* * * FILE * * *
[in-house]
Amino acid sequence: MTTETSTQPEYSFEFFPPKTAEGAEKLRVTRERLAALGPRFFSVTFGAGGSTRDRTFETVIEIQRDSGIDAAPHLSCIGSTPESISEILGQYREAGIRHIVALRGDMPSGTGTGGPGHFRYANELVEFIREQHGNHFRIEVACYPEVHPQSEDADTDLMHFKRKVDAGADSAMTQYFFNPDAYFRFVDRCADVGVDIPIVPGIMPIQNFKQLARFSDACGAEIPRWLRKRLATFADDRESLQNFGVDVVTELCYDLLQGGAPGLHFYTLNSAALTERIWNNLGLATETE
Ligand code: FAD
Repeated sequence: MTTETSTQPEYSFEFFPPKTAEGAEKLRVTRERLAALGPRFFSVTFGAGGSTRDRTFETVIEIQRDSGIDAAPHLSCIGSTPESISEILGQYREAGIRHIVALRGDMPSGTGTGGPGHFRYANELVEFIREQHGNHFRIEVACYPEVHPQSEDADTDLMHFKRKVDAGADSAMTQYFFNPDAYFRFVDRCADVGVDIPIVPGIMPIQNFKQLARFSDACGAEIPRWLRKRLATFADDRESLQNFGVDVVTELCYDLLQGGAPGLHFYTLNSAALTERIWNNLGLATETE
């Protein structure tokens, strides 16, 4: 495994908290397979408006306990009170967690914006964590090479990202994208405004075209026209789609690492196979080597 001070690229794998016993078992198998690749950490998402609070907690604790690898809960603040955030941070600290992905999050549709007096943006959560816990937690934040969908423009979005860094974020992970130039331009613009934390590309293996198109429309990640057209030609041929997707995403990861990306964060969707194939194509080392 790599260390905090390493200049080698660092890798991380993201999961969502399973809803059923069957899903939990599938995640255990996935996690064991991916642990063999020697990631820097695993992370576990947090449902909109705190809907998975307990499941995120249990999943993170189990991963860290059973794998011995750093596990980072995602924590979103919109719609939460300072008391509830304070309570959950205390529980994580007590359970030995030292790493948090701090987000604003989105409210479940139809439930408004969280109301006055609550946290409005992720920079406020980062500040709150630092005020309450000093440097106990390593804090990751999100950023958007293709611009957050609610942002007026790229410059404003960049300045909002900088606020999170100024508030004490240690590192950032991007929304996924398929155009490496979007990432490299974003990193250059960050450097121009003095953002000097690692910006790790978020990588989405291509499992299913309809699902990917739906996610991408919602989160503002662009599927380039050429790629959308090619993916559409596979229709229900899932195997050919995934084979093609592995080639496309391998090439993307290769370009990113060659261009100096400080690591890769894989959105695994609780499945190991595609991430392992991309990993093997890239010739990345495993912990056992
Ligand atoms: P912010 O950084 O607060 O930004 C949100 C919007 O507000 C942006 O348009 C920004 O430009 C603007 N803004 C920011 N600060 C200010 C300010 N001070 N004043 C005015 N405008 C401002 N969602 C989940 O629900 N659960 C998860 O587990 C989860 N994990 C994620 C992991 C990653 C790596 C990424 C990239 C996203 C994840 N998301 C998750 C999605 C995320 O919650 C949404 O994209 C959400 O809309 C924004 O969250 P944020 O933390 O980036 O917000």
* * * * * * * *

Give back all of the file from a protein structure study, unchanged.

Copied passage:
[in-house]
Amino acid sequence: MTTETSTQPEYSFEFFPPKTAEGAEKLRVTRERLAALGPRFFSVTFGAGGSTRDRTFETVIEIQRDSGIDAAPHLSCIGSTPESISEILGQYREAGIRHIVALRGDMPSGTGTGGPGHFRYANELVEFIREQHGNHFRIEVACYPEVHPQSEDADTDLMHFKRKVDAGADSAMTQYFFNPDAYFRFVDRCADVGVDIPIVPGIMPIQNFKQLARFSDACGAEIPRWLRKRLATFADDRESLQNFGVDVVTELCYDLLQGGAPGLHFYTLNSAALTERIWNNLGLATETE
Ligand code: FAD
Repeated sequence: MTTETSTQPEYSFEFFPPKTAEGAEKLRVTRERLAALGPRFFSVTFGAGGSTRDRTFETVIEIQRDSGIDAAPHLSCIGSTPESISEILGQYREAGIRHIVALRGDMPSGTGTGGPGHFRYANELVEFIREQHGNHFRIEVACYPEVHPQSEDADTDLMHFKRKVDAGADSAMTQYFFNPDAYFRFVDRCADVGVDIPIVPGIMPIQNFKQLARFSDACGAEIPRWLRKRLATFADDRESLQNFGVDVVTELCYDLLQGGAPGLHFYTLNSAALTERIWNNLGLATETE
């Protein structure tokens, strides 16, 4: 495994908290397979408006306990009170967690914006964590090479990202994208405004075209026209789609690492196979080597 001070690229794998016993078992198998690749950490998402609070907690604790690898809960603040955030941070600290992905999050549709007096943006959560816990937690934040969908423009979005860094974020992970130039331009613009934390590309293996198109429309990640057209030609041929997707995403990861990306964060969707194939194509080392 790599260390905090390493200049080698660092890798991380993201999961969502399973809803059923069957899903939990599938995640255990996935996690064991991916642990063999020697990631820097695993992370576990947090449902909109705190809907998975307990499941995120249990999943993170189990991963860290059973794998011995750093596990980072995602924590979103919109719609939460300072008391509830304070309570959950205390529980994580007590359970030995030292790493948090701090987000604003989105409210479940139809439930408004969280109301006055609550946290409005992720920079406020980062500040709150630092005020309450000093440097106990390593804090990751999100950023958007293709611009957050609610942002007026790229410059404003960049300045909002900088606020999170100024508030004490240690590192950032991007929304996924398929155009490496979007990432490299974003990193250059960050450097121009003095953002000097690692910006790790978020990588989405291509499992299913309809699902990917739906996610991408919602989160503002662009599927380039050429790629959308090619993916559409596979229709229900899932195997050919995934084979093609592995080639496309391998090439993307290769370009990113060659261009100096400080690591890769894989959105695994609780499945190991595609991430392992991309990993093997890239010739990345495993912990056992
Ligand atoms: P912010 O950084 O607060 O930004 C949100 C919007 O507000 C942006 O348009 C920004 O430009 C603007 N803004 C920011 N600060 C200010 C300010 N001070 N004043 C005015 N405008 C401002 N969602 C989940 O629900 N659960 C998860 O587990 C989860 N994990 C994620 C992991 C990653 C790596 C990424 C990239 C996203 C994840 N998301 C998750 C999605 C995320 O919650 C949404 O994209 C959400 O809309 C924004 O969250 P944020 O933390 O980036 O917000």